Implementing Cardiogenic Shock Protocols

January 9, 2020

Cardiogenic Shock Protocol Compliance Associated with Survival

Joseph Parrillo, MD, discusses implementation of a cardiogenic shock committee and cardiogenic shock protocols at Hackensack University Medical Center, where he is chairman of the Heart and Vascular Hospital.

“About 3 years ago, we noticed that there was great variability in the management of cardiogenic shock at Hackensack University Medical Center,” Dr. Parrillo tells interviewer Dr. Dan Raess. “And because of this, we decided to appoint a cardiogenic shock committee.”

Dr. Parrillo explains that this cardiogenic shock committee is chaired by the vice chairman of the Heart and Vascular Hospital, who reviews all the cases. Dr. Parrillo is also part of this committee that includes the directors of the cardiac cath lab, cardiac surgery, advanced heart failure program, and cardiac surgery ICU, as well as a nurse project lead.

The cardiogenic shock committee meets weekly or every other week. In the beginning, they reviewed cases that had not followed the protocol and then followed up with the surgeon or interventional cardiologist who had been involved with the case, suggesting to them that they follow the evidence-based protocol. “Using this technique,” Dr. Parrillo explains, “we went from, initially, a 20% compliance rate up to an 80% compliance rate, and now 100% compliance rate in 2019.”

Dr. Parrillo cites awareness of the protocol as one of the biggest challenges to compliance. Once physicians were educated on the value of the protocol and saw committee leadership behind it, they began to follow it reliably.

Dr. Parrillo explains that the program infrastructure is a critical component to the success of the program. “The most important issue is having a nurse, or some healthcare professional who can review the cases along with a cardiologist who understands the ins and outs of this. And we were very fortunate to have an experienced interventional cardiologist and a nurse work together to screen the cases.”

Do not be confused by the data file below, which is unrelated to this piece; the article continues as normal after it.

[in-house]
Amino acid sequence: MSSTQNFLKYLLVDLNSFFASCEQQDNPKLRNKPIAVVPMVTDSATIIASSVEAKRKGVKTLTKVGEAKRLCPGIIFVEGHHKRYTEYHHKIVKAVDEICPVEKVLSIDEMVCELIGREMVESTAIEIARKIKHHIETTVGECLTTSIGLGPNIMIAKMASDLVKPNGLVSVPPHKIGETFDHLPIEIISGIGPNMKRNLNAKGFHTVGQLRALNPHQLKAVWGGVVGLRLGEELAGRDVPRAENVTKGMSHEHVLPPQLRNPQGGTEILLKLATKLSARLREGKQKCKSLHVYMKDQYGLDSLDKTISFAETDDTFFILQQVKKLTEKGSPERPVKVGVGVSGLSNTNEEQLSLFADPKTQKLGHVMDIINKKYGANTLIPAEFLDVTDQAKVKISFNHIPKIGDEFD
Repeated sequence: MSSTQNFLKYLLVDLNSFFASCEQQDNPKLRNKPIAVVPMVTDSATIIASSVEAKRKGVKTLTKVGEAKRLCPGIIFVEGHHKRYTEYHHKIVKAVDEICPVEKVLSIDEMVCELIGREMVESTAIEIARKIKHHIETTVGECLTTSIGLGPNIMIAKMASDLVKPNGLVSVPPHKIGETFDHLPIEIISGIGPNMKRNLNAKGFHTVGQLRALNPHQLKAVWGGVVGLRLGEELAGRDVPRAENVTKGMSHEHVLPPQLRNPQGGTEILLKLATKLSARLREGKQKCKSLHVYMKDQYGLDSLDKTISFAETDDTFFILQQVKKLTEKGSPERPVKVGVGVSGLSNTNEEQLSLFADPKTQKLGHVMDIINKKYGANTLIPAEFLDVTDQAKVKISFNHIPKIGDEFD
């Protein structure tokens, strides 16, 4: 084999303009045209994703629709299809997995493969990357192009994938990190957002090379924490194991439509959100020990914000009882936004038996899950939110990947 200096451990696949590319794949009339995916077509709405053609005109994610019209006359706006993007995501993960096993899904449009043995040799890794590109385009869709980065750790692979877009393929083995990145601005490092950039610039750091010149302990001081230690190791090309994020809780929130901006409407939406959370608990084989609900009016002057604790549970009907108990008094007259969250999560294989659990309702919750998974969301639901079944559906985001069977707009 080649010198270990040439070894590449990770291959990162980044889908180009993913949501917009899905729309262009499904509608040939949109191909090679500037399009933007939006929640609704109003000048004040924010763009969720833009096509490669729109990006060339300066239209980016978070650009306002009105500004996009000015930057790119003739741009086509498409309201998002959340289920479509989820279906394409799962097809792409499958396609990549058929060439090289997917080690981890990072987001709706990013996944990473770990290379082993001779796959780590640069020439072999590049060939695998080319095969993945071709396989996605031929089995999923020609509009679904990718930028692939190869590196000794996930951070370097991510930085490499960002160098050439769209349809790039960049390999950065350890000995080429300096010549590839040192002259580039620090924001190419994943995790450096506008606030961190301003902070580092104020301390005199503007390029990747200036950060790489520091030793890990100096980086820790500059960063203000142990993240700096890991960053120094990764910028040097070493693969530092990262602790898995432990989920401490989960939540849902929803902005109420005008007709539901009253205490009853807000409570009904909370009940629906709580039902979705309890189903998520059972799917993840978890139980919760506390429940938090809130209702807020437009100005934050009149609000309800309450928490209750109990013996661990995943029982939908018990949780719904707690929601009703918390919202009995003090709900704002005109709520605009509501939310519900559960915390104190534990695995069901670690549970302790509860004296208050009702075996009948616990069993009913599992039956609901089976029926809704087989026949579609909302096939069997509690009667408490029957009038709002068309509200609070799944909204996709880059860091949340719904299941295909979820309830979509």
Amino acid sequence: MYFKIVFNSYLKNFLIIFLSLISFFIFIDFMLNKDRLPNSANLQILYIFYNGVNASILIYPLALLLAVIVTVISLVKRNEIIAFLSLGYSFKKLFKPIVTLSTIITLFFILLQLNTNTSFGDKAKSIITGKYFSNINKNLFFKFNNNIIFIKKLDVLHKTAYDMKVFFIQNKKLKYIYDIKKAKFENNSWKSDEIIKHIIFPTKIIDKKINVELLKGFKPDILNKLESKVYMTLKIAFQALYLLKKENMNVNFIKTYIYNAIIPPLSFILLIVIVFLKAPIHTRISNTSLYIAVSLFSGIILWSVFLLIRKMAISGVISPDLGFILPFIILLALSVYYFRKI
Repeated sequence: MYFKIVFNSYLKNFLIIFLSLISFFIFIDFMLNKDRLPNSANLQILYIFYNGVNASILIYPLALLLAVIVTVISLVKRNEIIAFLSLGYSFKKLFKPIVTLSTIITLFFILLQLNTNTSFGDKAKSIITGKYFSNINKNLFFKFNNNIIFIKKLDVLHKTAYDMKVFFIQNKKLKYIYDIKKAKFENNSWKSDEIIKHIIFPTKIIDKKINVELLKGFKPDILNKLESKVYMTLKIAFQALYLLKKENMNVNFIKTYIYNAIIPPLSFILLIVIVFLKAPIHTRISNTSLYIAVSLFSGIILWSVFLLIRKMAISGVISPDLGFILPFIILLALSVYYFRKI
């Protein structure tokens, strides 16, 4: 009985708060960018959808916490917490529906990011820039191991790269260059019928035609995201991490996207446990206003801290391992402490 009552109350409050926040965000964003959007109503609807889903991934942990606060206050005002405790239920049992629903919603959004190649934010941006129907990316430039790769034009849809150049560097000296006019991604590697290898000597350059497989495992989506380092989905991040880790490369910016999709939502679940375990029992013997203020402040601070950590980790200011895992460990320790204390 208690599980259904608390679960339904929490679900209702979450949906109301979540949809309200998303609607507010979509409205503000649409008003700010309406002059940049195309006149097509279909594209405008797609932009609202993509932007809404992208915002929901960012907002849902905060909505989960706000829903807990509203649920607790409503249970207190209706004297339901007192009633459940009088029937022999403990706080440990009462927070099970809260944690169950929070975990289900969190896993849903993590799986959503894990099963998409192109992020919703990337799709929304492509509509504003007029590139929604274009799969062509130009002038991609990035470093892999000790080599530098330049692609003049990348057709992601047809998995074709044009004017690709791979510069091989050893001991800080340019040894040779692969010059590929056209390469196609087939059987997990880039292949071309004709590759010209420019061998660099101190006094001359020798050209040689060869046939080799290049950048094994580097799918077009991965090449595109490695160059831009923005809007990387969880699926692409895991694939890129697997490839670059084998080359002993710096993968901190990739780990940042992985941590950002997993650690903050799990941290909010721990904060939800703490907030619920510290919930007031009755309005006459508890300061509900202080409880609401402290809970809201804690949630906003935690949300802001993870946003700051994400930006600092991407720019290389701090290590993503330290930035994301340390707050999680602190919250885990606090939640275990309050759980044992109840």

The protocol implemented at Hackensack University Medical Center recommends that once patients are identified as being in cardiogenic shock, they receive an Impella® and if it is a case of STEMI, the coronary artery is opened. “And the use of right heart catheterization, we found was something that was not routinely being done and we felt was very important,” Dr. Parrillo explains, “particularly to the management of these patients going forward over the next hours to days.”

In addition, escalation is a major part of the protocol. Dr. Parrillo explains that Impella CP® is typically the device of choice. However, if patients don’t turn around hemodynamically within a few hours, surgeons are at the ready to implant Impella 5.0® or, more recently, Impella 5.5™ with SmartAssist­­­®.

In 2018, a year after implementation of the program, data revealed that compliance with the cardiogenic shock protocol was associated with survival. The survival rate was 50% in cases that were compliant with the protocol. Dr. Parrillo emphasizes, “And this was all-comers, including patients with cardiac arrest and other very poor prognostic indicators.” In cases not complying with the protocol, however, mortality was 100%. “So, using that data to educate our clinicians,” Dr. Parrillo states, “it was convincing that the compliant protocol was the better way to go.”

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